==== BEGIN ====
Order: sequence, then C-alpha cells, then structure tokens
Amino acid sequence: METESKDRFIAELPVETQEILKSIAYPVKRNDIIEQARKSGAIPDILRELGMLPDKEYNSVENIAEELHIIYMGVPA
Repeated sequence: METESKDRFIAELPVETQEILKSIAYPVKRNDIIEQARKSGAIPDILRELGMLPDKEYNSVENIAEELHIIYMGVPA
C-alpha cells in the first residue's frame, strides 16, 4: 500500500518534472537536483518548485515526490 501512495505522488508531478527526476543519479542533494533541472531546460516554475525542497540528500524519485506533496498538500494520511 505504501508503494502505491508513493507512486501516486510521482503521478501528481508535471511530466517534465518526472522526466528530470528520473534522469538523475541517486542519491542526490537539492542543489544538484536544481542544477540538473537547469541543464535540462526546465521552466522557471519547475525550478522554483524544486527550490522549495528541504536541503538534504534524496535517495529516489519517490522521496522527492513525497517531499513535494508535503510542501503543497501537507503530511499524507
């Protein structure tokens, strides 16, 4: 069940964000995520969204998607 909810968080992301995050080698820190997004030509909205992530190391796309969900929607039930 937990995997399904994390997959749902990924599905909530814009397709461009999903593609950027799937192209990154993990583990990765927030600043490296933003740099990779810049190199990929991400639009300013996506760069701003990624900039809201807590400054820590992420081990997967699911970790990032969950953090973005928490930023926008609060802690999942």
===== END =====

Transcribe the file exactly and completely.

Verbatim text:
Order: sequence, then C-alpha cells, then structure tokens
Amino acid sequence: METESKDRFIAELPVETQEILKSIAYPVKRNDIIEQARKSGAIPDILRELGMLPDKEYNSVENIAEELHIIYMGVPA
Repeated sequence: METESKDRFIAELPVETQEILKSIAYPVKRNDIIEQARKSGAIPDILRELGMLPDKEYNSVENIAEELHIIYMGVPA
C-alpha cells in the first residue's frame, strides 16, 4: 500500500518534472537536483518548485515526490 501512495505522488508531478527526476543519479542533494533541472531546460516554475525542497540528500524519485506533496498538500494520511 505504501508503494502505491508513493507512486501516486510521482503521478501528481508535471511530466517534465518526472522526466528530470528520473534522469538523475541517486542519491542526490537539492542543489544538484536544481542544477540538473537547469541543464535540462526546465521552466522557471519547475525550478522554483524544486527550490522549495528541504536541503538534504534524496535517495529516489519517490522521496522527492513525497517531499513535494508535503510542501503543497501537507503530511499524507
């Protein structure tokens, strides 16, 4: 069940964000995520969204998607 909810968080992301995050080698820190997004030509909205992530190391796309969900929607039930 937990995997399904994390997959749902990924599905909530814009397709461009999903593609950027799937192209990154993990583990990765927030600043490296933003740099990779810049190199990929991400639009300013996506760069701003990624900039809201807590400054820590992420081990997967699911970790990032969950953090973005928490930023926008609060802690999942």